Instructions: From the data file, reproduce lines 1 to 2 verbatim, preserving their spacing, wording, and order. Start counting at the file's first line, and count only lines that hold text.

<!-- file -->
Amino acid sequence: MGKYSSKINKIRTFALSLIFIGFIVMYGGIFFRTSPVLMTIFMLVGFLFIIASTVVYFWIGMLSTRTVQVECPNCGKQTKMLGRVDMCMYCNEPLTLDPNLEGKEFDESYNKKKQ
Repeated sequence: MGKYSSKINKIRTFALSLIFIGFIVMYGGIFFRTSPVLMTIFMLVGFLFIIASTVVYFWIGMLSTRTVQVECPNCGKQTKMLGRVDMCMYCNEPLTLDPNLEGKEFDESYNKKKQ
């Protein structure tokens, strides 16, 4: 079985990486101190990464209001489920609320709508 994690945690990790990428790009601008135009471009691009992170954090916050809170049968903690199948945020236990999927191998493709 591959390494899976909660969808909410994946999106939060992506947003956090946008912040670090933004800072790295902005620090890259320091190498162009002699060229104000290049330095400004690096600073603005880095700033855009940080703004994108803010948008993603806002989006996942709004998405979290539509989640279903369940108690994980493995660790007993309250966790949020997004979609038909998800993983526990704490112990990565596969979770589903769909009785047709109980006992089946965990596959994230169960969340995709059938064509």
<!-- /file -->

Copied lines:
Amino acid sequence: MGKYSSKINKIRTFALSLIFIGFIVMYGGIFFRTSPVLMTIFMLVGFLFIIASTVVYFWIGMLSTRTVQVECPNCGKQTKMLGRVDMCMYCNEPLTLDPNLEGKEFDESYNKKKQ
Repeated sequence: MGKYSSKINKIRTFALSLIFIGFIVMYGGIFFRTSPVLMTIFMLVGFLFIIASTVVYFWIGMLSTRTVQVECPNCGKQTKMLGRVDMCMYCNEPLTLDPNLEGKEFDESYNKKKQ